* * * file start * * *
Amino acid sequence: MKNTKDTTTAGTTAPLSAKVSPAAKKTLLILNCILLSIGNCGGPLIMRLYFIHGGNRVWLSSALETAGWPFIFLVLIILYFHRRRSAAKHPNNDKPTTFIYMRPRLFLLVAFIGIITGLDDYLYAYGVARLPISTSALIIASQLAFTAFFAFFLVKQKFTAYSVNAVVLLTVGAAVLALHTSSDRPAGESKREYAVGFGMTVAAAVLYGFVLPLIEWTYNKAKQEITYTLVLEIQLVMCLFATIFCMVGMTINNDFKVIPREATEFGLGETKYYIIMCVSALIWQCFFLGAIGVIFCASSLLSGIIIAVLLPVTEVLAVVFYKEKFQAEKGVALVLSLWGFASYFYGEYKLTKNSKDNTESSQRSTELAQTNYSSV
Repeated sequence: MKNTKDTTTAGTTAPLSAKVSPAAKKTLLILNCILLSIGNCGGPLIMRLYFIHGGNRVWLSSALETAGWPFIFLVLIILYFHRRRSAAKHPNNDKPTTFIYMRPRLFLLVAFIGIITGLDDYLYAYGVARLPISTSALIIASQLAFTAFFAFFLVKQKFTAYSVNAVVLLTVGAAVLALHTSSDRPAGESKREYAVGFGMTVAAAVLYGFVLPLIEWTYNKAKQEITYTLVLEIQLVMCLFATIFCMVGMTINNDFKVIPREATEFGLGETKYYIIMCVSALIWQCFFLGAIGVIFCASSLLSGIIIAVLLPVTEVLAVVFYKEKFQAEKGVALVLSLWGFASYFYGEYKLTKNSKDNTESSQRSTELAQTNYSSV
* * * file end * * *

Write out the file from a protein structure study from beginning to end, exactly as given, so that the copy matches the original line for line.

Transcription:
Amino acid sequence: MKNTKDTTTAGTTAPLSAKVSPAAKKTLLILNCILLSIGNCGGPLIMRLYFIHGGNRVWLSSALETAGWPFIFLVLIILYFHRRRSAAKHPNNDKPTTFIYMRPRLFLLVAFIGIITGLDDYLYAYGVARLPISTSALIIASQLAFTAFFAFFLVKQKFTAYSVNAVVLLTVGAAVLALHTSSDRPAGESKREYAVGFGMTVAAAVLYGFVLPLIEWTYNKAKQEITYTLVLEIQLVMCLFATIFCMVGMTINNDFKVIPREATEFGLGETKYYIIMCVSALIWQCFFLGAIGVIFCASSLLSGIIIAVLLPVTEVLAVVFYKEKFQAEKGVALVLSLWGFASYFYGEYKLTKNSKDNTESSQRSTELAQTNYSSV
Repeated sequence: MKNTKDTTTAGTTAPLSAKVSPAAKKTLLILNCILLSIGNCGGPLIMRLYFIHGGNRVWLSSALETAGWPFIFLVLIILYFHRRRSAAKHPNNDKPTTFIYMRPRLFLLVAFIGIITGLDDYLYAYGVARLPISTSALIIASQLAFTAFFAFFLVKQKFTAYSVNAVVLLTVGAAVLALHTSSDRPAGESKREYAVGFGMTVAAAVLYGFVLPLIEWTYNKAKQEITYTLVLEIQLVMCLFATIFCMVGMTINNDFKVIPREATEFGLGETKYYIIMCVSALIWQCFFLGAIGVIFCASSLLSGIIIAVLLPVTEVLAVVFYKEKFQAEKGVALVLSLWGFASYFYGEYKLTKNSKDNTESSQRSTELAQTNYSSV